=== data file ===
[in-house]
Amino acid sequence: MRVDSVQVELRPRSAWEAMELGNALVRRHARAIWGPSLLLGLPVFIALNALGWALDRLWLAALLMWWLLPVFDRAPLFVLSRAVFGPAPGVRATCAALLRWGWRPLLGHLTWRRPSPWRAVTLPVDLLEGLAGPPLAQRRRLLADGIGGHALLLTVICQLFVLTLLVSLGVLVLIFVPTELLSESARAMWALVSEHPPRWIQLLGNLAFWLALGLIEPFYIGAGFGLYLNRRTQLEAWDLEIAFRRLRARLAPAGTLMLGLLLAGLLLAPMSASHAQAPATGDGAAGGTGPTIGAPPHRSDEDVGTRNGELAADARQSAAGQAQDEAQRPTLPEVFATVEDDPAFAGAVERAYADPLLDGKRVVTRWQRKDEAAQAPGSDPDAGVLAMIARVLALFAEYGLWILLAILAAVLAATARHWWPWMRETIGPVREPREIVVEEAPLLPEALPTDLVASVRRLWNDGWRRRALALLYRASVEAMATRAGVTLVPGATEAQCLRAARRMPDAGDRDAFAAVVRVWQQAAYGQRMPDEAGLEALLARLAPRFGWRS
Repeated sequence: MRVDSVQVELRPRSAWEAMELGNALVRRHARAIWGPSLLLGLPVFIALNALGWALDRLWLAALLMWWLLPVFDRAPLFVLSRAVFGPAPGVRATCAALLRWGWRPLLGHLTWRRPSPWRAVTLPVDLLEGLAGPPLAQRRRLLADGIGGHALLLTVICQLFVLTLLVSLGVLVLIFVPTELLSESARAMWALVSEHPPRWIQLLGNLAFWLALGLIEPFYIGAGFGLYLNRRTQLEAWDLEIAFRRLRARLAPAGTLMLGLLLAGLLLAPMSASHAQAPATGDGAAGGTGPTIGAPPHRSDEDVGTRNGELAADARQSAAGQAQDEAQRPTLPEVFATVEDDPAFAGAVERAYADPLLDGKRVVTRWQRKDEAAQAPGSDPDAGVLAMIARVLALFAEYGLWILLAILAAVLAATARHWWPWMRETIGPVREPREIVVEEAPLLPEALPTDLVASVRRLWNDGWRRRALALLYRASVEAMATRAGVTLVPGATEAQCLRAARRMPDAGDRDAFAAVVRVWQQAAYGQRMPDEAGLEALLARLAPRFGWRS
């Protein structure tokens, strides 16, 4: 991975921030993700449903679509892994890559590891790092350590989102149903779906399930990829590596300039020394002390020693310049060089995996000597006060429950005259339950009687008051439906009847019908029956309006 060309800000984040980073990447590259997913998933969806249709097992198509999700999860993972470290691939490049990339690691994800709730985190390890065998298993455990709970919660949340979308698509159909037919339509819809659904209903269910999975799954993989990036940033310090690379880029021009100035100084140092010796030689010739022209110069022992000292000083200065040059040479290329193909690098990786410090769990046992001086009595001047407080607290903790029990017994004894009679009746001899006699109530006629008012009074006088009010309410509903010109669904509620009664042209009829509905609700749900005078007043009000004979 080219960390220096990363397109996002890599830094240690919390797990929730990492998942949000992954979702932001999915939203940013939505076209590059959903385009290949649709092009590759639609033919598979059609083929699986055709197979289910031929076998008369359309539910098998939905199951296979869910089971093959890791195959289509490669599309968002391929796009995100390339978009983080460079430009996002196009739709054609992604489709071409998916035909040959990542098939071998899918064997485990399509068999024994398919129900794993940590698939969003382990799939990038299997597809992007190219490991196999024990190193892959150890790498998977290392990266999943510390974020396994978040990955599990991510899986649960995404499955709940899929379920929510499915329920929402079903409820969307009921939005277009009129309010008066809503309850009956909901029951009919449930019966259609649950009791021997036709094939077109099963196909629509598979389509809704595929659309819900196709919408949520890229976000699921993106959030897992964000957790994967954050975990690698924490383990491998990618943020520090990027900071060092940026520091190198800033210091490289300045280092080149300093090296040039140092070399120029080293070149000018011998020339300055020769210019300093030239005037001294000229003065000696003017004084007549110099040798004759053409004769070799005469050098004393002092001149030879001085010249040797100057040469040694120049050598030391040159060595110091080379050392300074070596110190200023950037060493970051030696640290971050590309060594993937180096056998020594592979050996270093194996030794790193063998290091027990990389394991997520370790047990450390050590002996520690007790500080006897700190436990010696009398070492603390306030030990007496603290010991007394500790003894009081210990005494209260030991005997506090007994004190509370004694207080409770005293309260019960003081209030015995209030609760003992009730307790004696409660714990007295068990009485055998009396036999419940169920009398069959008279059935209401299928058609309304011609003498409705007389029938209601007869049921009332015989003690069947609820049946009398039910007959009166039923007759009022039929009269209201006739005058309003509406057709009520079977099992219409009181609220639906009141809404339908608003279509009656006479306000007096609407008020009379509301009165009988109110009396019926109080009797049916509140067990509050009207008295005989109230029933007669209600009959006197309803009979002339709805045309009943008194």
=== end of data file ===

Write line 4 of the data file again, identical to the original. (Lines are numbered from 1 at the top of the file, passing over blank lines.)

């Protein structure tokens, strides 16, 4: 991975921030993700449903679509892994890559590891790092350590989102149903779906399930990829590596300039020394002390020693310049060089995996000597006060429950005259339950009687008051439906009847019908029956309006 060309800000984040980073990447590259997913998933969806249709097992198509999700999860993972470290691939490049990339690691994800709730985190390890065998298993455990709970919660949340979308698509159909037919339509819809659904209903269910999975799954993989990036940033310090690379880029021009100035100084140092010796030689010739022209110069022992000292000083200065040059040479290329193909690098990786410090769990046992001086009595001047407080607290903790029990017994004894009679009746001899006699109530006629008012009074006088009010309410509903010109669904509620009664042209009829509905609700749900005078007043009000004979 080219960390220096990363397109996002890599830094240690919390797990929730990492998942949000992954979702932001999915939203940013939505076209590059959903385009290949649709092009590759639609033919598979059609083929699986055709197979289910031929076998008369359309539910098998939905199951296979869910089971093959890791195959289509490669599309968002391929796009995100390339978009983080460079430009996002196009739709054609992604489709071409998916035909040959990542098939071998899918064997485990399509068999024994398919129900794993940590698939969003382990799939990038299997597809992007190219490991196999024990190193892959150890790498998977290392990266999943510390974020396994978040990955599990991510899986649960995404499955709940899929379920929510499915329920929402079903409820969307009921939005277009009129309010008066809503309850009956909901029951009919449930019966259609649950009791021997036709094939077109099963196909629509598979389509809704595929659309819900196709919408949520890229976000699921993106959030897992964000957790994967954050975990690698924490383990491998990618943020520090990027900071060092940026520091190198800033210091490289300045280092080149300093090296040039140092070399120029080293070149000018011998020339300055020769210019300093030239005037001294000229003065000696003017004084007549110099040798004759053409004769070799005469050098004393002092001149030879001085010249040797100057040469040694120049050598030391040159060595110091080379050392300074070596110190200023950037060493970051030696640290971050590309060594993937180096056998020594592979050996270093194996030794790193063998290091027990990389394991997520370790047990450390050590002996520690007790500080006897700190436990010696009398070492603390306030030990007496603290010991007394500790003894009081210990005494209260030991005997506090007994004190509370004694207080409770005293309260019960003081209030015995209030609760003992009730307790004696409660714990007295068990009485055998009396036999419940169920009398069959008279059935209401299928058609309304011609003498409705007389029938209601007869049921009332015989003690069947609820049946009398039910007959009166039923007759009022039929009269209201006739005058309003509406057709009520079977099992219409009181609220639906009141809404339908608003279509009656006479306000007096609407008020009379509301009165009988109110009396019926109080009797049916509140067990509050009207008295005989109230029933007669209600009959006197309803009979002339709805045309009943008194």